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Hawks becoming escape artists

Published: Friday, June 21, 2013 11:46 p.m. CDT
Caption
(AP)
Blackhawks defenseman Brent Seabrook celebrates his game-winning goal against the Boston Bruins with Blackhawks goalie Corey Crawford during the first overtime period in Game 4 of the Stanley Cup Finals on Wednesday in Boston. Chicago won 6-5.

BOSTON – Four games. Five overtimes. Seventeen periods. Twenty-three goals. Three hundred and 14 minutes and 47 seconds.

Crazy.

All of it, crazy.

And the Blackhawks’ postseason roller coaster has plenty of track remaining.

Some how, some way, the Hawks managed to escape TD Garden with a 6-5 overtime win Wednesday in Game 4 of the Stanley Cup Finals. Brent Seabrook’s game-winner at 9:51 of overtime evened the series at 2, with Game 5 set for Saturday in Chicago.

“I don’t think it matters where we play,” Hawks forward Patrick Sharp said before boarding the team’s late-night return flight. “It’s going to be an even series.”

Except it can’t be.

Someone will have to win. Someone will have to lose.

Any ideas as to which someone will beat the other someone?

Who knows? Flip a puck.

If Game 3 resembled a defensive chess match, then Game 4 resembled something like Skee-Ball at the pizza place. The teams combined for two goals in the first period, five goals in the second period and three goals in the third period before Seabrook fired a 59-foot shot past Bruins goaltender Tuukka Rask on the Hawks’ 47th shot of the game.

At one point late in the second period, the goal horn belched in baritone to signal that the Bruins had tied the game. Except they hadn’t. The puck was in play.

Forgive the horn jockey. Any one of us could have committed the same mistake. After all, it was difficult to discern actual goals from imagined goals during the frenzied – and, admit it, kind of fun – action between the teams.

Perhaps “fun” is an overstatement. Let’s go with “entertaining.”

“I hope it was entertaining for you guys,” Hawks defenseman Niklas Hjalmarsson said. “Personally, I didn’t really like that at all, as a defenseman. Five goals against is too much for me, personally. I was on the ice for three of them.

“As long as we win, I’ll be minus-3 every single game. I’m just happy we won the game.”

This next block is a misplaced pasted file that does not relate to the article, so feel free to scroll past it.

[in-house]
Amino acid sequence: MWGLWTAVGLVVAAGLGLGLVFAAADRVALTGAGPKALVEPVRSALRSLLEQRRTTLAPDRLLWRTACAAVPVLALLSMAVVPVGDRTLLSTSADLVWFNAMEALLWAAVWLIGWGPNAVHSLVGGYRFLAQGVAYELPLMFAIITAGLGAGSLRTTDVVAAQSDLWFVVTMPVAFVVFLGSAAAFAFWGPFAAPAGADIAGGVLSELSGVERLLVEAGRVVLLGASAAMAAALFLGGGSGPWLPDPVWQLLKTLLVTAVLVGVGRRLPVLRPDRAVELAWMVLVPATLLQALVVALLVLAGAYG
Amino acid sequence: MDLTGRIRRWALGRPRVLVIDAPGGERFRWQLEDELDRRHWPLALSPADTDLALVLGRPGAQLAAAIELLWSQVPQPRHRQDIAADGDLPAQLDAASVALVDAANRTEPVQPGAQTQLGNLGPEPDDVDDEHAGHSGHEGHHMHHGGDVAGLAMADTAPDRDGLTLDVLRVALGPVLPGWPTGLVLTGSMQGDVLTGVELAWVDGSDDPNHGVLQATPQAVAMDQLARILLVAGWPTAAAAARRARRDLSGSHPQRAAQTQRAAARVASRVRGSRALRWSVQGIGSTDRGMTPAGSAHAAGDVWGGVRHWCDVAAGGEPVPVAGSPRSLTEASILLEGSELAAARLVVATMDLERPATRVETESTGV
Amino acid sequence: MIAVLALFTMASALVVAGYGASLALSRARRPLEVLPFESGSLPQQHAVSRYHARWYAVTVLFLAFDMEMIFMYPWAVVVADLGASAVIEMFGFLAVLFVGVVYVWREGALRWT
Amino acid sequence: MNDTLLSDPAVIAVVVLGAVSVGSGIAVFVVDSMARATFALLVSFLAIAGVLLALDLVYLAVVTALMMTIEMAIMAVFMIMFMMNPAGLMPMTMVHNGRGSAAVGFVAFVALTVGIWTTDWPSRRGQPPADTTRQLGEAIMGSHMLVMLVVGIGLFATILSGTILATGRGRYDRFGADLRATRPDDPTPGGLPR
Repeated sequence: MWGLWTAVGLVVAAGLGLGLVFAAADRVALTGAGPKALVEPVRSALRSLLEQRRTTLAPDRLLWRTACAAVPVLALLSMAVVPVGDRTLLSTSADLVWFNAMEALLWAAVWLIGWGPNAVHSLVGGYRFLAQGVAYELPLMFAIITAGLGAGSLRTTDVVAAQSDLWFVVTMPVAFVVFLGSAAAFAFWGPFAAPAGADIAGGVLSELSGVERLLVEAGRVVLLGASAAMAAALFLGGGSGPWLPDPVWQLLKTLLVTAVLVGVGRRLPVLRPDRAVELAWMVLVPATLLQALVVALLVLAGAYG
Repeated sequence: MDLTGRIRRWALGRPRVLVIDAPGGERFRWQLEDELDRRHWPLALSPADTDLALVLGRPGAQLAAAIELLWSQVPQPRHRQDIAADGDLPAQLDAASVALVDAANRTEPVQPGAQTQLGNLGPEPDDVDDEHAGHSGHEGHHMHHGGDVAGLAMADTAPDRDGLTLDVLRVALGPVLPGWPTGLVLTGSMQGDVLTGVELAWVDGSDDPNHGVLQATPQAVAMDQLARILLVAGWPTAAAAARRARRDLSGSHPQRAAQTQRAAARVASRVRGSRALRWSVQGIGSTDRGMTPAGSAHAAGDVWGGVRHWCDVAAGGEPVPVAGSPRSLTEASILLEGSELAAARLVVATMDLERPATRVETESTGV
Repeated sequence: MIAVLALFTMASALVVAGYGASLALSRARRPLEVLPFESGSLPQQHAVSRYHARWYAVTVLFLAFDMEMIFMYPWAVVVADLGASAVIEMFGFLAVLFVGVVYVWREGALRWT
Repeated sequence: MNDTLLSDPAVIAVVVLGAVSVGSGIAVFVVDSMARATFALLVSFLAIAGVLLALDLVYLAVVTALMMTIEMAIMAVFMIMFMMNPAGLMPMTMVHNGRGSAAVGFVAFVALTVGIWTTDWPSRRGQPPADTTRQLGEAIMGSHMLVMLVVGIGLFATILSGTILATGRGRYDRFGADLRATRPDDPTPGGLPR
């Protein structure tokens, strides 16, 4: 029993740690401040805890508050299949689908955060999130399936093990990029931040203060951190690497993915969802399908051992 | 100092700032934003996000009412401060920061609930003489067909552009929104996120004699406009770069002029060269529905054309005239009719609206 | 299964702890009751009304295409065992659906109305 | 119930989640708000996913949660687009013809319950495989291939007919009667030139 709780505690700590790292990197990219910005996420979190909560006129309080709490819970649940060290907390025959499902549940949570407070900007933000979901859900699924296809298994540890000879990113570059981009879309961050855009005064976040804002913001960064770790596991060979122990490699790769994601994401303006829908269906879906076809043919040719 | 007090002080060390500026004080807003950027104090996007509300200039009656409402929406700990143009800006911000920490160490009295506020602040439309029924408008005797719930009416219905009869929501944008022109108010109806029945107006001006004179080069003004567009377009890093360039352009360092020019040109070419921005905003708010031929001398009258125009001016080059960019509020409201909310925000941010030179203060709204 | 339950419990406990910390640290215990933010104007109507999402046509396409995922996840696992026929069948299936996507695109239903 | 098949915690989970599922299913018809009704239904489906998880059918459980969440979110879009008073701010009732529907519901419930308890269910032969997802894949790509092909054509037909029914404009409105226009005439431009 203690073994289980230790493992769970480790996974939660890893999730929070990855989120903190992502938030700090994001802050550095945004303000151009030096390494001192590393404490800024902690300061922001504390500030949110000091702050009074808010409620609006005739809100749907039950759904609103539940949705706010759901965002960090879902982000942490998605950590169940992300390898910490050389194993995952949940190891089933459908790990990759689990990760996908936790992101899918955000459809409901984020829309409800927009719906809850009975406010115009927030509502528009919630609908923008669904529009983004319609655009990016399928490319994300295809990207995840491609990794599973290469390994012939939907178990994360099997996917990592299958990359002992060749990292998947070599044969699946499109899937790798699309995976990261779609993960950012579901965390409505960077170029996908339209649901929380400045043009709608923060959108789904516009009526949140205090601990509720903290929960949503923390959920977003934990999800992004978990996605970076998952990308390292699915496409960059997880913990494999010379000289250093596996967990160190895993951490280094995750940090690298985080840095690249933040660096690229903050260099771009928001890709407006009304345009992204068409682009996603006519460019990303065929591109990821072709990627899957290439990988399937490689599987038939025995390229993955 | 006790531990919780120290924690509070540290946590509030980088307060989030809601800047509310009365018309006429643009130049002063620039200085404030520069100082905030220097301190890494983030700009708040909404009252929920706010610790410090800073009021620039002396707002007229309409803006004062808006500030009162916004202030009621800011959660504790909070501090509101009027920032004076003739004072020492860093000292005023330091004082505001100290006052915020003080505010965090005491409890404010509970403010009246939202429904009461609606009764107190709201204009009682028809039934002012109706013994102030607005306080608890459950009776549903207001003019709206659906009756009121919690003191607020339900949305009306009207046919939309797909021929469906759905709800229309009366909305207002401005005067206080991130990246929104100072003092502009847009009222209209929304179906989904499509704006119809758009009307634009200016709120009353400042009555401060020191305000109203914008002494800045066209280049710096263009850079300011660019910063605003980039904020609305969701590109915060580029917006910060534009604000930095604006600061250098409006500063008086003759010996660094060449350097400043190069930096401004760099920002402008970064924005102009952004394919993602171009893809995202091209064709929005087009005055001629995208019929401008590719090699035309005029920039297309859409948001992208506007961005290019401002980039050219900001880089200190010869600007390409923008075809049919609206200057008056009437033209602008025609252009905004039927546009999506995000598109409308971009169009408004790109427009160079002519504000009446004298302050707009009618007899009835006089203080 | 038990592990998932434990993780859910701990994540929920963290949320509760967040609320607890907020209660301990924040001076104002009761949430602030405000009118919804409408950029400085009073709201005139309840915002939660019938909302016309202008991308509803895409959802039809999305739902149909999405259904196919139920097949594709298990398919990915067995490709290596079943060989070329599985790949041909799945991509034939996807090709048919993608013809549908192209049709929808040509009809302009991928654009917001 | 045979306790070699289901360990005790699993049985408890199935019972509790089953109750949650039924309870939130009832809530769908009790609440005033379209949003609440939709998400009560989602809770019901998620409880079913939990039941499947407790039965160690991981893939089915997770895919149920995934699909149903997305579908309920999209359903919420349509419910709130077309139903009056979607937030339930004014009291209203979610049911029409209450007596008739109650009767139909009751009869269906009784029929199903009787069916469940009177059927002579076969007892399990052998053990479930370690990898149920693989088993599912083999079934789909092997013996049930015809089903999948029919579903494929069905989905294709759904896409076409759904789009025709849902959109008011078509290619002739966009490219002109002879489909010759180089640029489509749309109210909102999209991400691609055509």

You and a few million Hawks fans.

The Hawks’ offense was stellar – welcome to the scoresheet, Jonathan Toews – but the team’s typically stout defense was heinous. Then again, so was Boston’s.

Twice, the Hawks led by two goals. Twice, the Bruins clawed back.

Which brings us to Corey Crawford and whether he can return to form in Game 5.

The Hawks’ goaltender had been so reliable in the playoffs, but he unraveled in Game 4, much to the delight of 17,565 fans who jeered him with each fresh failure. In a town that needed two decades to forgive Bill Buckner for grievous glove work, Crawford almost fully neglected the piece of leather in his left hand.

He was allowed to use the glove if he so desired. At least, I thought so.

A dip into the NHL rulebook – Rule 11.6: “Catching Glove” – shed some insight.

“A maximum perimeter of 45 inches is permitted,” the rulebook said. “The wrist cuff must be 4 inches in width. The cuff of the glove is considered to be the portion of the glove protecting the wrist from the point where the thumb joint meets the wrist.”

There must be a loophole. Everything has a loophole.

Perhaps Crawford could have ditched his glove for another piece of equipment that complied with the NHL’s measurements. What if he gripped his stick in one hand and held a tennis racket in the other? Or an oven mitt? Or a foam finger?

Anything. Anything at all.

Crawford swatted away doubts much better than he swatted away pucks.

“Just stick with it, stick with it,” Crawford said. “No matter what happens, there will be nights where it’s high-scoring. We all stuck with it.”

The strategy worked, eventually.

The Hawks scored one more goal than the Bruins.

The Stanley Cup Finals have been reduced to a best-of-three series.

Crazy.

All of it, crazy.

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